In the Olden days, Cancer was known to be an incurable disease. Whereas today, it’s got various methods and different ways to cure the cancer like Prostate Cancer. Technology has advanced drastically in such a way that chemotherapy, radiation therapy, immunotherapy, and targeted drug therapy are just different ways to cure cancer.
What is Prostate Cancer?
Prostate Cancer is a form of cancer that happens only to men in a gland called the prostate gland. This cancer begins when cells in the prostate gland start to grow out of control.
Some prostate cancers grow and spread quickly, but most grow slowly.
Autopsy studies show that many older men (and even some younger men) who died of other causes also had this cancer that never affected them during their lives. In many cases, neither they nor their doctors even knew they had it. There are mejor cirujano de cáncer de próstata cerca de mí en Venezuela.
Risk Factors for prostate cancer
While doctors are unsure why this cancer develops, the following risk factors may increase the likelihood:
- Age: Prostate cancer is more common after the age of 50, while it is uncommon before the age of 45.
- Race or ethnicity: Black people are more likely than white people to have the illness. People who are Asian or Hispanic have a lesser risk than people who are Black or Caucasian.
- Family history: People who have a close relative who has had prostate cancer are more likely to get it themselves.
- Inherited characteristics: such as alterations in the BRCA1 and BRCA2 genes, may raise the risk. Breast cancer risk is also increased by mutations in these genes. Lynch syndrome increases the risk of prostate and other cancers in men.
- Nutrition: Some evidence According to a reliable source, high-fat diets may raise the risk of this cancer.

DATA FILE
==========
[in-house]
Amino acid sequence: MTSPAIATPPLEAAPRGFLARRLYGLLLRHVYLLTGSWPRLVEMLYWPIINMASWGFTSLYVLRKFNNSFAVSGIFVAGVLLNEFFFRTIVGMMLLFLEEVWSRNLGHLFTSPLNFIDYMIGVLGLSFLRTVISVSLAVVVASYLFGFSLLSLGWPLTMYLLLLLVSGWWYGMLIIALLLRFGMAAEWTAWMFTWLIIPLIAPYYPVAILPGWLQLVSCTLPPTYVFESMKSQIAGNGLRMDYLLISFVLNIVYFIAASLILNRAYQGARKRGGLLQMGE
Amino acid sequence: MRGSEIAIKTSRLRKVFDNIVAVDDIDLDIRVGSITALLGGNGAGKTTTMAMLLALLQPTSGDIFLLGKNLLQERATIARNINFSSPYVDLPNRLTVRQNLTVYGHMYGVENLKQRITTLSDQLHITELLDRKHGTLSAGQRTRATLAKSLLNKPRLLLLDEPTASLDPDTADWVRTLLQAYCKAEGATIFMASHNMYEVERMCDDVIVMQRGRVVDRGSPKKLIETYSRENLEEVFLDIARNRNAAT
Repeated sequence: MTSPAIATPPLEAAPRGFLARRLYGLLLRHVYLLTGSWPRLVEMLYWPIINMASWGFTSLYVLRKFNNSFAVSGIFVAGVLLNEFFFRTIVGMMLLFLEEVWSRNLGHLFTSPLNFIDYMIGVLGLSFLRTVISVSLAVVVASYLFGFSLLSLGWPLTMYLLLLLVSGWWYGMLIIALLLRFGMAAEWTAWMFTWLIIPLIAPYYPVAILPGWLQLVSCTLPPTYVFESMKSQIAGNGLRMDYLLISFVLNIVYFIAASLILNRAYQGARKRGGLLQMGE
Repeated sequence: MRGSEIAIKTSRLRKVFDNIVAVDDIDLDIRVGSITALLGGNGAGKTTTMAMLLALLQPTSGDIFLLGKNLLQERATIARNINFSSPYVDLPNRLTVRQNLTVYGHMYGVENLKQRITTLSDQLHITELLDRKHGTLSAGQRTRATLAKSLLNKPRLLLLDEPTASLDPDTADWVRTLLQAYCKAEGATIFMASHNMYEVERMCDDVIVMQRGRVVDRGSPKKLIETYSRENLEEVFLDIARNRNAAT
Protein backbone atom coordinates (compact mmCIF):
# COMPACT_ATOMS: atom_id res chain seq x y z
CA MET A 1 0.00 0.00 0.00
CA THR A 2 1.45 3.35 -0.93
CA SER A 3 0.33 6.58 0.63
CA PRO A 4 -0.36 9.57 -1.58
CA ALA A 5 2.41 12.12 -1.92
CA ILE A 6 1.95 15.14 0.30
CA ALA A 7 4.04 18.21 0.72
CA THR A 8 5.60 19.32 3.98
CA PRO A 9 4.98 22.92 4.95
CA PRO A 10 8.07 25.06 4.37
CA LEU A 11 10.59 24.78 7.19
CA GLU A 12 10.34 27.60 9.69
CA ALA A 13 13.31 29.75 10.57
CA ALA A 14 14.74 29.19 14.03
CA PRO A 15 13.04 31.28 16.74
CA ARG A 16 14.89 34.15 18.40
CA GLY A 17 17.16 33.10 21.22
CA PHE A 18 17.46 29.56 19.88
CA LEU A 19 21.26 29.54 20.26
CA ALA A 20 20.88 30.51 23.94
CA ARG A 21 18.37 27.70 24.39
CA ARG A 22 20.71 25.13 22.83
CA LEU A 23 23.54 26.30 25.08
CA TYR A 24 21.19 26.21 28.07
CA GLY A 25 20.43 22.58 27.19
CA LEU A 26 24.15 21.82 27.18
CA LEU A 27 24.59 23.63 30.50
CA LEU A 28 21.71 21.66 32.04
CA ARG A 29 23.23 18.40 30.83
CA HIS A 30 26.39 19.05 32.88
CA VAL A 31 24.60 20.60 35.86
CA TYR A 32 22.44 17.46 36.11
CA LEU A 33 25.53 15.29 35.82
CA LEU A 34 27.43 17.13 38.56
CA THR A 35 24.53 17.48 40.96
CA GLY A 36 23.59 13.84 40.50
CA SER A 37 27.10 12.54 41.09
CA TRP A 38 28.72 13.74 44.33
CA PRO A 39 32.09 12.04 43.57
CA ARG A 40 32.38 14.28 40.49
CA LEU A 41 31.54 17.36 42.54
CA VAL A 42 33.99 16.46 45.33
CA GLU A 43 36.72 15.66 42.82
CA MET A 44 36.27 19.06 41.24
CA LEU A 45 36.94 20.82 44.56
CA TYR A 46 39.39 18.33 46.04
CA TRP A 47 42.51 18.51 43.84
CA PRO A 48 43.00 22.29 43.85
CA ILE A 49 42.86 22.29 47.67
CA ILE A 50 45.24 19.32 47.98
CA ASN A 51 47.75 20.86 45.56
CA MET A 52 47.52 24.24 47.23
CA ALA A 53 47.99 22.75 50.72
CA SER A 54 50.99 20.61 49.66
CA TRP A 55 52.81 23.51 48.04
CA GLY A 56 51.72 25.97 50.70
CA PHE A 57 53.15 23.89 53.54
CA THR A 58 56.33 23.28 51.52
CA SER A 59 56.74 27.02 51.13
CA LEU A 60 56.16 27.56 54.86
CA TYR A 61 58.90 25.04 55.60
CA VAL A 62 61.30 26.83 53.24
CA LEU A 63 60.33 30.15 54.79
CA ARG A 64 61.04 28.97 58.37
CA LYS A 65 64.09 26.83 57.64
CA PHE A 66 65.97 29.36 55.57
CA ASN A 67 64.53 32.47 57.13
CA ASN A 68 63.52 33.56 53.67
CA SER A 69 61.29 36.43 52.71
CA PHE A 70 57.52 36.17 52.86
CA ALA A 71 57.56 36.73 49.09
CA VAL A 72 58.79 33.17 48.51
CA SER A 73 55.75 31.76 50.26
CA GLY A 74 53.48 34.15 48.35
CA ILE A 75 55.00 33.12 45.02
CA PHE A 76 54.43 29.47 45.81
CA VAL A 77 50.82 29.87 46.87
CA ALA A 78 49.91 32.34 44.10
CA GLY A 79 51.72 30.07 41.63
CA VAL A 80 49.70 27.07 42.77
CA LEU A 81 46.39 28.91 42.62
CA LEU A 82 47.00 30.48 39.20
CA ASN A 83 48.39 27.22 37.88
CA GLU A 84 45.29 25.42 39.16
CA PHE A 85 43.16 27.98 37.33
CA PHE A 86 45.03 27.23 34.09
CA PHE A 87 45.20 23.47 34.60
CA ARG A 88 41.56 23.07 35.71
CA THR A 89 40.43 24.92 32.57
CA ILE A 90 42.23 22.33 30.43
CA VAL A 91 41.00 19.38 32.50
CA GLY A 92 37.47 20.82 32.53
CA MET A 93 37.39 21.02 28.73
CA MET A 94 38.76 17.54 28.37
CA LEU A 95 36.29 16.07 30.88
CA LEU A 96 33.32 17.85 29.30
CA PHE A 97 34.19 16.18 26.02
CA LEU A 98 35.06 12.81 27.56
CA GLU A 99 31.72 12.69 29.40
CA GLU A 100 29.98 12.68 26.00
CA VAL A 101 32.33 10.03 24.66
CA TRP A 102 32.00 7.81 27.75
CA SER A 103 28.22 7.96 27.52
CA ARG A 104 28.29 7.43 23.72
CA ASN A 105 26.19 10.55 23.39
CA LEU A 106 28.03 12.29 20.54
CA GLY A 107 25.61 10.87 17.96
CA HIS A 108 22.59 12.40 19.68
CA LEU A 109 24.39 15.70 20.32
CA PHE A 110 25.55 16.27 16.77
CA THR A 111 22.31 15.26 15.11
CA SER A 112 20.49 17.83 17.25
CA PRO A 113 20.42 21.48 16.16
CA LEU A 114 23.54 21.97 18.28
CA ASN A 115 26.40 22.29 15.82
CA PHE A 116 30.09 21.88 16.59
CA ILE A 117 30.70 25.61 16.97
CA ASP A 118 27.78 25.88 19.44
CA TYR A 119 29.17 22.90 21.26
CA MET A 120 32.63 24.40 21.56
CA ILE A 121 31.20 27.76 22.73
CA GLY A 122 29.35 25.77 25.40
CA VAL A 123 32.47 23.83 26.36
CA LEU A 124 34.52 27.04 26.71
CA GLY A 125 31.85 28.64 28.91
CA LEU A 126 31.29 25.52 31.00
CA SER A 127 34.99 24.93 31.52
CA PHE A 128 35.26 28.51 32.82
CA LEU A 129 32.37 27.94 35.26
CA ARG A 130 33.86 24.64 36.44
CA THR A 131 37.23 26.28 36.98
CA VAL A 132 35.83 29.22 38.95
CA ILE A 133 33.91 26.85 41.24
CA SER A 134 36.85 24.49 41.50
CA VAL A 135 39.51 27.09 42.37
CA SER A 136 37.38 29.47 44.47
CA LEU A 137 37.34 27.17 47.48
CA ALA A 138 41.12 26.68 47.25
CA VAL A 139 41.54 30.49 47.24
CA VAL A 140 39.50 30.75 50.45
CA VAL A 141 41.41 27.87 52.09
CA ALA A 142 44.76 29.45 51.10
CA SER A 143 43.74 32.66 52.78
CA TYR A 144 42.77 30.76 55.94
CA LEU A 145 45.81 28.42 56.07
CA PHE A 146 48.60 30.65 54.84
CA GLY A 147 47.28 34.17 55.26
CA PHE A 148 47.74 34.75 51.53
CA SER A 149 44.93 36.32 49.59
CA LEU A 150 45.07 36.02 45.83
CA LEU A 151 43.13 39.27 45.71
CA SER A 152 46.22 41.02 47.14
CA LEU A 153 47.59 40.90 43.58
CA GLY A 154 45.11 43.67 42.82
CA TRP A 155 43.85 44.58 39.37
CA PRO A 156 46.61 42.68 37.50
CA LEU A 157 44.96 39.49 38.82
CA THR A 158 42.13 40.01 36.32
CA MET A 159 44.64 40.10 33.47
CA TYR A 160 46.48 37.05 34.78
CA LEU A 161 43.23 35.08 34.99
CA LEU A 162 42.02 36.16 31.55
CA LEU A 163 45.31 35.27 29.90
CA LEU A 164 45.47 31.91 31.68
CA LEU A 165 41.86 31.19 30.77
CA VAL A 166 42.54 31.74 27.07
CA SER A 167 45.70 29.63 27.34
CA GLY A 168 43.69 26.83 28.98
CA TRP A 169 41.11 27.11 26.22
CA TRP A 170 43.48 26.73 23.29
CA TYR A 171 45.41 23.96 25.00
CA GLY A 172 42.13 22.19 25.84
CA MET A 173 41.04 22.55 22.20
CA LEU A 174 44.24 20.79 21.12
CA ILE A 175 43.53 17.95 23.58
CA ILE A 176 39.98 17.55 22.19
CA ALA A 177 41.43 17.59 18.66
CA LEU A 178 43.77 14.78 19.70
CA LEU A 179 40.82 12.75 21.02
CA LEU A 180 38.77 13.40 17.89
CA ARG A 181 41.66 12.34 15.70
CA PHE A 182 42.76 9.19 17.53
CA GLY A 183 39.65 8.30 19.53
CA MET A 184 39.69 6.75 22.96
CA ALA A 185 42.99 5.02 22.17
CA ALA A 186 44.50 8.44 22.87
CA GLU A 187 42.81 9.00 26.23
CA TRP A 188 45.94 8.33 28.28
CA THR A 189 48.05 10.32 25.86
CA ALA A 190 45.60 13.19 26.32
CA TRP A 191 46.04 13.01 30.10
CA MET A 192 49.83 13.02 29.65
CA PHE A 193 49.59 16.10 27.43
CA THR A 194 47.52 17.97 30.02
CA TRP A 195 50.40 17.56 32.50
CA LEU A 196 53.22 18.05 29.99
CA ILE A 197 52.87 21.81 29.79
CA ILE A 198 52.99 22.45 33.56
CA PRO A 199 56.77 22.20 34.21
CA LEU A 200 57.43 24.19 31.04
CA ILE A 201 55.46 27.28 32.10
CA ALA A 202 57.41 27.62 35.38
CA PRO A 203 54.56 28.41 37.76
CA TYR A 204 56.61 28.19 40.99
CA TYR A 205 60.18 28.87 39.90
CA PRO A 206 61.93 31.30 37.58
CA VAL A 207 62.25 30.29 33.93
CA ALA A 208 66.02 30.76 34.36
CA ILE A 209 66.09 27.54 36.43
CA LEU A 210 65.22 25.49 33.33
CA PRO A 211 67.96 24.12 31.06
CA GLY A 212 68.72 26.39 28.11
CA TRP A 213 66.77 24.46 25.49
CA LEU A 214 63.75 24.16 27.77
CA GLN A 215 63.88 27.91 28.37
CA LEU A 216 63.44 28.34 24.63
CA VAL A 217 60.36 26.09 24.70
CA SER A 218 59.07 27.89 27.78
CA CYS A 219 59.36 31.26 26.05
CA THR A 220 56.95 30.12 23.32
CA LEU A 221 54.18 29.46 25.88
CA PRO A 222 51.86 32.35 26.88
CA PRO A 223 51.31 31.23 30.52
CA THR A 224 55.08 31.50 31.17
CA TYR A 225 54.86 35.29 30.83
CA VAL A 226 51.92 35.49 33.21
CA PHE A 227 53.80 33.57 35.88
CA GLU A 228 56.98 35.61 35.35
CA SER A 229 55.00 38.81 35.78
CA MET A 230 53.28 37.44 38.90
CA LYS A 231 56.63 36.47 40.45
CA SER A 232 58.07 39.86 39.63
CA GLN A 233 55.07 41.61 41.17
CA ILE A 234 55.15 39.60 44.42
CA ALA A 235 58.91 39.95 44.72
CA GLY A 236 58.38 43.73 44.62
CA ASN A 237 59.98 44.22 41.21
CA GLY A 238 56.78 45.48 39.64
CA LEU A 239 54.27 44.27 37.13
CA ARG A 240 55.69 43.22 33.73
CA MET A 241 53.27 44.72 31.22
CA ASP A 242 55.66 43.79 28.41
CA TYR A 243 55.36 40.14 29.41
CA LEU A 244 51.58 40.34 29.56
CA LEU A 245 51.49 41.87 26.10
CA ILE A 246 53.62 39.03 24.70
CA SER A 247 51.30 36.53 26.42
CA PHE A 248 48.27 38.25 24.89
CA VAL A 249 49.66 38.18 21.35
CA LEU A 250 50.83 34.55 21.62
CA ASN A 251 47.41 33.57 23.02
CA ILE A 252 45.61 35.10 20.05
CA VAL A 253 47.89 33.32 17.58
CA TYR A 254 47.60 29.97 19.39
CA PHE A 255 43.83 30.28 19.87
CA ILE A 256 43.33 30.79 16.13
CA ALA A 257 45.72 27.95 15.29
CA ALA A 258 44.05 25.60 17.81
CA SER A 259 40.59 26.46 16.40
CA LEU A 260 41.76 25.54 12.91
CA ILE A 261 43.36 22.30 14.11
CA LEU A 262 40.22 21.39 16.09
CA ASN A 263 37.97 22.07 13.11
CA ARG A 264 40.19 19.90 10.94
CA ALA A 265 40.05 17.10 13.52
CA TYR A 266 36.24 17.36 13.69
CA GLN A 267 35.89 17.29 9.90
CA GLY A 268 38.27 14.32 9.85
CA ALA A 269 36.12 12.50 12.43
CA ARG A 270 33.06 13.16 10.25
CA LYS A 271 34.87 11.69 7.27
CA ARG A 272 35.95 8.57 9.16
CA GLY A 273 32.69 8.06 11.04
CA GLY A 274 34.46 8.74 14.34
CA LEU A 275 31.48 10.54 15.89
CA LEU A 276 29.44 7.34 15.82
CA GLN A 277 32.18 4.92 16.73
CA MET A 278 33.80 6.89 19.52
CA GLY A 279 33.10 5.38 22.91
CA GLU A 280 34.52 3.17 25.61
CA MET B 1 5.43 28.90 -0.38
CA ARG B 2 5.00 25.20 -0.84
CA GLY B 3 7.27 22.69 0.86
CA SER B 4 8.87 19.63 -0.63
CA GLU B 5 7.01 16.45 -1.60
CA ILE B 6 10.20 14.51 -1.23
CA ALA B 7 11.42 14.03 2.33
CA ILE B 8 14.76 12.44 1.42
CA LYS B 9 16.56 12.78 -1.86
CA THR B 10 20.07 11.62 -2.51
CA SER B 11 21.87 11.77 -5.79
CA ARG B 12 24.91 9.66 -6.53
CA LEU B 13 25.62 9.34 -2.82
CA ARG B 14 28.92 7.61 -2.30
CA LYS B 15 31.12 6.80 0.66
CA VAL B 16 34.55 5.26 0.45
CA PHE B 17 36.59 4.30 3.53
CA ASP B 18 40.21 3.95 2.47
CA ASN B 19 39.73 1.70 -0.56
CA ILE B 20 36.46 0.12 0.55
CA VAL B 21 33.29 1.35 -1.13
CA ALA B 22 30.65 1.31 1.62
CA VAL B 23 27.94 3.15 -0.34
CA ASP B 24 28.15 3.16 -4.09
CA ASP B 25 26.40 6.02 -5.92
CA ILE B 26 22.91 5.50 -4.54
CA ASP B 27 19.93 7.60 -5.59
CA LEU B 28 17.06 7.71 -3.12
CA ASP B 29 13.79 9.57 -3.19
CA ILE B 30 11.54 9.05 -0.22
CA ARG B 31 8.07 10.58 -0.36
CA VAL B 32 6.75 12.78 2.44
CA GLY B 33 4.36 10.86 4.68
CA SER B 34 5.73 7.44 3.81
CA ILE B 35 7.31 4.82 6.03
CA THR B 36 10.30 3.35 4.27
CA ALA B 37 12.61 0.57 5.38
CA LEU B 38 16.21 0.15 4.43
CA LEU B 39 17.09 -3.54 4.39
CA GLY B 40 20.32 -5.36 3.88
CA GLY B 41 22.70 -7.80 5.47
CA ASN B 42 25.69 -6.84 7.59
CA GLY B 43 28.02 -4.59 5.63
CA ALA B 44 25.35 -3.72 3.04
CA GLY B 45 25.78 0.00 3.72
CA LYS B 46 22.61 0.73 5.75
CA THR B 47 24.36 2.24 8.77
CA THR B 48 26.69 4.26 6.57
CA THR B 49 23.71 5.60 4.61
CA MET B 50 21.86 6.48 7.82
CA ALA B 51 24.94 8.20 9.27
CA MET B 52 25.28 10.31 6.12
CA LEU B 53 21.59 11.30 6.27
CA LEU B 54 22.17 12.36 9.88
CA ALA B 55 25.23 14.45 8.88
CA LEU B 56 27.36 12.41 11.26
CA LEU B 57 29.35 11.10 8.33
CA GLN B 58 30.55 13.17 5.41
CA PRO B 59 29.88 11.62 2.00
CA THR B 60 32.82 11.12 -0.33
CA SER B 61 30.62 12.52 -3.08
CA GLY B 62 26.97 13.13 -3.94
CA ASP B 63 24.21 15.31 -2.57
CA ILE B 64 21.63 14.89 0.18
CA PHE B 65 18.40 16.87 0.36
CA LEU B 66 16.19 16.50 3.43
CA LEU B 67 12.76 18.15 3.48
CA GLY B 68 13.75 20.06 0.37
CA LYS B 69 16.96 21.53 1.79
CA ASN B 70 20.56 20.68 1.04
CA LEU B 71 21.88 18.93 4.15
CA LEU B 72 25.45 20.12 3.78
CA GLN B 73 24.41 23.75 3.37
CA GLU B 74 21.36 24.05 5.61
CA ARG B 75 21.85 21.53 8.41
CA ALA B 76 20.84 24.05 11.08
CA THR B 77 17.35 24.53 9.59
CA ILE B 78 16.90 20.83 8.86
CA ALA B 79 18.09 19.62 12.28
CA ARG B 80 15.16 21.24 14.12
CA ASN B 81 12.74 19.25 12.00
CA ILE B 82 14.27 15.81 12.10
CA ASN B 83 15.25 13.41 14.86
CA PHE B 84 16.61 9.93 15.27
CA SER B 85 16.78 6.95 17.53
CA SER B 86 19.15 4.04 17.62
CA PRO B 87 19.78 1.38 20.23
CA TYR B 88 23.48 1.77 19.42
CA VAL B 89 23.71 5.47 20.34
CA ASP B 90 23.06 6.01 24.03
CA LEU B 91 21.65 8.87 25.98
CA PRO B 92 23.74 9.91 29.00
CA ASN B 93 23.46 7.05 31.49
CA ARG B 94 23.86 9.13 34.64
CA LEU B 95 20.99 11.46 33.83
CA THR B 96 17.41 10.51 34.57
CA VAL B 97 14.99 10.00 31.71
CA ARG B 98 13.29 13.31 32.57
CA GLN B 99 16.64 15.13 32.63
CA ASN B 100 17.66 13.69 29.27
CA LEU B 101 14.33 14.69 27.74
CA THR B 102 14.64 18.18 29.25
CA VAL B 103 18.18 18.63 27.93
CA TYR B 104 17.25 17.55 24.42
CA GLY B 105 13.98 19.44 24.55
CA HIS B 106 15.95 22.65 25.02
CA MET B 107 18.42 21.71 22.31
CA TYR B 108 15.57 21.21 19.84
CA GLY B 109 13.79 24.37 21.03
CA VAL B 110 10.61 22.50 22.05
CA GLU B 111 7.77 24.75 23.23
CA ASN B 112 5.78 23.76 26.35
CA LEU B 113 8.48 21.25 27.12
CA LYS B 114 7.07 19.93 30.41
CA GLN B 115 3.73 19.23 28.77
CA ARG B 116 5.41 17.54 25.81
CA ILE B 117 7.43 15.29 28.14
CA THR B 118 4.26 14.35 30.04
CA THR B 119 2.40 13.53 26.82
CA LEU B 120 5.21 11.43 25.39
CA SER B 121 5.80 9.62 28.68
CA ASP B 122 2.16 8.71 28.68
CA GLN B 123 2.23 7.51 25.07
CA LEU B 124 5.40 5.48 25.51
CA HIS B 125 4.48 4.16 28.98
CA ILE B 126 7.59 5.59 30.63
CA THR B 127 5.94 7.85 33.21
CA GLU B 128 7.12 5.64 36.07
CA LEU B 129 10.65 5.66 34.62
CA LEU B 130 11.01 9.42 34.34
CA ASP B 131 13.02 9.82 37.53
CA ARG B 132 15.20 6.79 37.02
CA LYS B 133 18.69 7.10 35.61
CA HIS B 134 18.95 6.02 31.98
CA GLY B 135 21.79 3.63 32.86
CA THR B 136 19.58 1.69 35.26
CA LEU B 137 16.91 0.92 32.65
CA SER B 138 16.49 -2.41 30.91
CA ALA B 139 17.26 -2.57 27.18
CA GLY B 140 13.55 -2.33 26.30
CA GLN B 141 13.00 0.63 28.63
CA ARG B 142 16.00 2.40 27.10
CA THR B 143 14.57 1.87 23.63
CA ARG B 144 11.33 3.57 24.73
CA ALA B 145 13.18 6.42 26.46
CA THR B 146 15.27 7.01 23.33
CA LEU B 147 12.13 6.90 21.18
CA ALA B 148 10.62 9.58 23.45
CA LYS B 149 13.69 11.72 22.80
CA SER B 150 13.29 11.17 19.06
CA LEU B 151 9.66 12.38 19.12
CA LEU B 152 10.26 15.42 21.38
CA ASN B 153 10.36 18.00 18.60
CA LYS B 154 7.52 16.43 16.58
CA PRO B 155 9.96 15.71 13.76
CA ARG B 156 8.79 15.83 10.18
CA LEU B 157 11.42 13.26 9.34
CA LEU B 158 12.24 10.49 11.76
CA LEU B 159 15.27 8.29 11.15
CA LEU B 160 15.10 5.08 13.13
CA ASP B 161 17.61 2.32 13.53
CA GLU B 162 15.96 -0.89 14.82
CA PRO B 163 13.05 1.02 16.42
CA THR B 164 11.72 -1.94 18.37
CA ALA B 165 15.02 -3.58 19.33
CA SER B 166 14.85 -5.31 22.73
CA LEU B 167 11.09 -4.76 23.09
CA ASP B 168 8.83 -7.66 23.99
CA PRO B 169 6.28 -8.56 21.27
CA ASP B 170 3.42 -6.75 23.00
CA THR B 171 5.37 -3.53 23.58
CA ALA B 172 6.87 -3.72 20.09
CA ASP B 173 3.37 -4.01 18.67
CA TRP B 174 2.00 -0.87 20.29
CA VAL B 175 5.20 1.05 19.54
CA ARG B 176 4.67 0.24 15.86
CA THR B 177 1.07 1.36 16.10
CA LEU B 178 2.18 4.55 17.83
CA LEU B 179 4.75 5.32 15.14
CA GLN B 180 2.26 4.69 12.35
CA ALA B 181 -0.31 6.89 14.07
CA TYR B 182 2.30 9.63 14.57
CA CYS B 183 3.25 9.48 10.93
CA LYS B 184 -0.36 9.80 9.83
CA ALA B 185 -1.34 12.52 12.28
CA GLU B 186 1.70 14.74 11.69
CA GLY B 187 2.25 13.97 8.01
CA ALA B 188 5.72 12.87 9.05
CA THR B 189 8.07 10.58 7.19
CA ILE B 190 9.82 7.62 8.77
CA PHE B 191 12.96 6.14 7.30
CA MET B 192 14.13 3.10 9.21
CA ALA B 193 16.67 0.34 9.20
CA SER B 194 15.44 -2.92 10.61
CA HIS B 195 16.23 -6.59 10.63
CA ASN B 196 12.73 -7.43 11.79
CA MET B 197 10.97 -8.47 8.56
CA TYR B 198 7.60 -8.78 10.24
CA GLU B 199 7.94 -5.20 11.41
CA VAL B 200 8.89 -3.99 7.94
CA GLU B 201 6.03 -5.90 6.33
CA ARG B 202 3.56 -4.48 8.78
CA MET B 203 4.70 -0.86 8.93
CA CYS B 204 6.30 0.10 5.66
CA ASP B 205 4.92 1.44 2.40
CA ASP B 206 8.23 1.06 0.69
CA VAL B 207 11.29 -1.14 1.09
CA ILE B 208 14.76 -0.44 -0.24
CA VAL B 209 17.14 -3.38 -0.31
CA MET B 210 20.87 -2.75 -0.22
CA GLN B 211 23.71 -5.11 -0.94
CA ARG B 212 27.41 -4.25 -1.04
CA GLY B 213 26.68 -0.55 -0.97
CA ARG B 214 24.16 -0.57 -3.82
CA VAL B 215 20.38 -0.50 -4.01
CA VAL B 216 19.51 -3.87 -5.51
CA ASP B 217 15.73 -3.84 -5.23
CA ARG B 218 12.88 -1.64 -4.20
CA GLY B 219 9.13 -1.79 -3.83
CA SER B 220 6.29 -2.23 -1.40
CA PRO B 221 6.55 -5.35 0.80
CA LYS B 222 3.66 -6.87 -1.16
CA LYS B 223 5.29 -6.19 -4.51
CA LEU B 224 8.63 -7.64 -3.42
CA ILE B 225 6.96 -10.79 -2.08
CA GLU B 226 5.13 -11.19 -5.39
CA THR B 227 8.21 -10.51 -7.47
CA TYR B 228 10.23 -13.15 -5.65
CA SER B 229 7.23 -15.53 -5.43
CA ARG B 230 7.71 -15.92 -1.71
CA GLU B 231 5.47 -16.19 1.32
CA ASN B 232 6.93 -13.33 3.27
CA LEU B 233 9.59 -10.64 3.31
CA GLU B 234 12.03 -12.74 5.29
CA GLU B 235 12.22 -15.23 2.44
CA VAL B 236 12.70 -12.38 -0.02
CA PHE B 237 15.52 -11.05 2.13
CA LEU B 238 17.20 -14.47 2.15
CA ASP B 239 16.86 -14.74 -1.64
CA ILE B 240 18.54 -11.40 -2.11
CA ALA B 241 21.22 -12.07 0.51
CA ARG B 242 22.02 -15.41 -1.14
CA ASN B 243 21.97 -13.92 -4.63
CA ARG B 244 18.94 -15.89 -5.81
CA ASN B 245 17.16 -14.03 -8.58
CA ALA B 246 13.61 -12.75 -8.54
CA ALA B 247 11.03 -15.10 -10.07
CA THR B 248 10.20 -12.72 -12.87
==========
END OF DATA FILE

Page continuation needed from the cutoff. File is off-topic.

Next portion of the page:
How is Prostate cancer caused?
This cancer is caused by alterations in the DNA of a normal prostate cell at its most basic level. Our genes determine how our cells function, and DNA is the substance that makes up our genes. Because our DNA comes from our parents, we usually look like them. However, DNA has an impact on more than simply our appearance.
Some genes regulate how quickly our cells divide, grow, and die:
- Oncogenes are genes that aid in the growth, division, and survival of cells.
- Tumor suppressor genes are those that usually regulate cell growth, repair DNA errors, or induce cells to die at the appropriate moment.
- DNA mutations (or other forms of alterations) that keep oncogenes turned on or turn off tumor suppressor genes can cause cancer. Gene alterations like these can cause cells to expand out of control.
- DNA alterations can be inherited from a parent or acquired throughout a person’s life.
Screening For Prostate Cancer
Digital rectal exam (DRE) –
During the exam, a doctor inserts a gloved, lubricated finger into your rectum to examine an individual’s prostate, which is adjacent to the rectum of the body. If any abnormalities in the shape or size of the gland are found further required tests are to be done.
Prostate-specific antigen (PSA) test –
Here, blood is collected by drawing it from a vein in your arm and analyzed for PSA. PSA is a substance that’s naturally produced by the prostate gland in men’s bodies. It’s normal for a little amount of PSA to be in the bloodstream. However, if a higher than usual level is found, it may indicate prostate infection, inflammation, enlargement, or cancer.
Diagnosis of Prostate Cancer
- Transrectal Ultrasound: Here, a probe is said to be inserted into the rectum and high-energy sound waves called the ultrasound waves are reflected on the prostate creating an image of the prostate.
- MRI (Magnetic Resource Imaging): This usually benefits a surgeon in his conduct and guides them through the biopsy procedure.
- Biopsy: A biopsy is a major tool for diagnosing cancer. In this step, a tiny piece of tissue or paper is pulled out from the prostate and kept under supervision at a microscope to check for any presence of cancer cells.
The specific cause of such cancer is unknown to researchers. However, they have discovered several risk factors and are investigating how these factors may cause prostate cells to transform into cancer cells.